The trial court also made the following conclusions of law:

“9. Husband should pay wife $25,000 as compensation for and for payment to her attorneys for their services rendered herein.
“10. Husband should pay wife $1,000.00 as compensation for and for payment to her attorneys for their services rendered after remand.
“11. The Trial Court is without jurisdiction to award plaintiff moneys to pay her attorneys for their services on the appeal, such award being outside the amended mandate of the Supreme Court.”

The proper rule or standard to be applied in reviewing awards for attorney’s fees was stated in Elsea v. Broome Furniture Co., 47 N.M. 356, 376, 143 P.2d 572, 584 (1943), as follows:

" * * *. A fee fixed by the trial court on the basis of reasonable compensation is a finding not to be disturbed unless patently erroneous as reflecting an abuse of discretion.
“Were this a case wherein our own discretion were to be invoked in the first instance we might say that at least some members of the court would be inclined to hold the fee so fixed to be excessive; but we are governed by the rule which permits us to disturb the exercise of the trial court’s discretion in such matter only upon a clear showing of abuse thereof. The reasons which would call for a disturbance of the amount so fixed by a trial court must be very persuasive. Merrick v. Deering et al., 30 N.M. 431, 236 P. 735; Williams v. Dockwiller, 19 N.M. 623, 145 P. 475. Cf. Independent Steel & Wire Co. v. New Mexico Cent. R. Co., 25 N.M. 160, 178 P. 842. Many considerations enter into the matter of fixing attorney fees, not the least important of which are: the *290ability, standing, skill and experience of the attorney; the nature and character of the controversy; the amount involved, the importance of the litigation and the benefits derived therefrom. Thornton on Attorneys at Law, § 449 (referred to with approval in Williams v. Dockwiller, supra). We observed also in the case last cited that the trial court which fixes the fee supposedly has a superior knowledge of the actual services rendered and the charges usually prevailing in the particular locality for such services. We must, therefore, decline to disturb the fee so fixed by the trial court.”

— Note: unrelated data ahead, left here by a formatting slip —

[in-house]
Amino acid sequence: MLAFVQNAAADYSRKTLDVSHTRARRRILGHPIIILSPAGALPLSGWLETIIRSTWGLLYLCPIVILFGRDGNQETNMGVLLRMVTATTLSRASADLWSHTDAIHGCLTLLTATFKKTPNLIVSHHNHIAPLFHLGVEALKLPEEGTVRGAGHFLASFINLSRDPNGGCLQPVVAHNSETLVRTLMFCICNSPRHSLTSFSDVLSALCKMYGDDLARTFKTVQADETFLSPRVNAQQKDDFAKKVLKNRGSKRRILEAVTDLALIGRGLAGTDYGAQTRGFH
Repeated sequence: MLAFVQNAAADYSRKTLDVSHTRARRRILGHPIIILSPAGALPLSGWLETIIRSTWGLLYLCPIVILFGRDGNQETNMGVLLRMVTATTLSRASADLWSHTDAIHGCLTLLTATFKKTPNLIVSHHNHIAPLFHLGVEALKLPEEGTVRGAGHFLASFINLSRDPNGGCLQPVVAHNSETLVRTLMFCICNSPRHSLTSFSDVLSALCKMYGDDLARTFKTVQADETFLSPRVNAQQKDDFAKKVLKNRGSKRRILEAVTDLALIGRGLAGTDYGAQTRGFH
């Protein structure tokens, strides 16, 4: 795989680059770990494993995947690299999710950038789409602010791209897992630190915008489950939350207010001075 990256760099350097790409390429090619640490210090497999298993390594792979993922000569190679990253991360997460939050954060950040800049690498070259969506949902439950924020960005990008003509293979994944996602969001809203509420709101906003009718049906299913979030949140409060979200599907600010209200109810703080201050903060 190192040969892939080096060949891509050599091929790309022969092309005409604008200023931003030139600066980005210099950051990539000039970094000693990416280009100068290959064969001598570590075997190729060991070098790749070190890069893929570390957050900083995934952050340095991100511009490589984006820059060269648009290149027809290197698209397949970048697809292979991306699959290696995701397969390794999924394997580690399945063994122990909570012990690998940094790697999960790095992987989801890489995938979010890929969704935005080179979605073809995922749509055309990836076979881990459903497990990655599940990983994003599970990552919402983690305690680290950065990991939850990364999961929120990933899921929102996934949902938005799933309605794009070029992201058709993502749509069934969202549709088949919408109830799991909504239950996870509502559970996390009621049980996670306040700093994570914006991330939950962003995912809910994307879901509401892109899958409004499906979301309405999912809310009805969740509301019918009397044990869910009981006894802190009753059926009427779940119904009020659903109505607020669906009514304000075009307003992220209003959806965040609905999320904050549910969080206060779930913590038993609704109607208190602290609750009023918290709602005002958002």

Accordingly, in view of the findings and our inclination not to interfere with the exercise of discretion, absent a clear showing of abuse thereof, we affirm the ruling of the trial court on its award of attorney’s fees.

The wife seeks an award of attorney’s fees for services of her attorneys on this and the previous appeal, and some award should be allowed. Attorney’s fees in the amount of $3,000 are hereby fixed and allowed for and on account of this and the previous appeal.

Accordingly, the cause is reversed in part and remanded to the trial court for entry of its decision and judgment in conformity with the views herein expressed.


McMANUS and STEPHENSON, JJ., concur.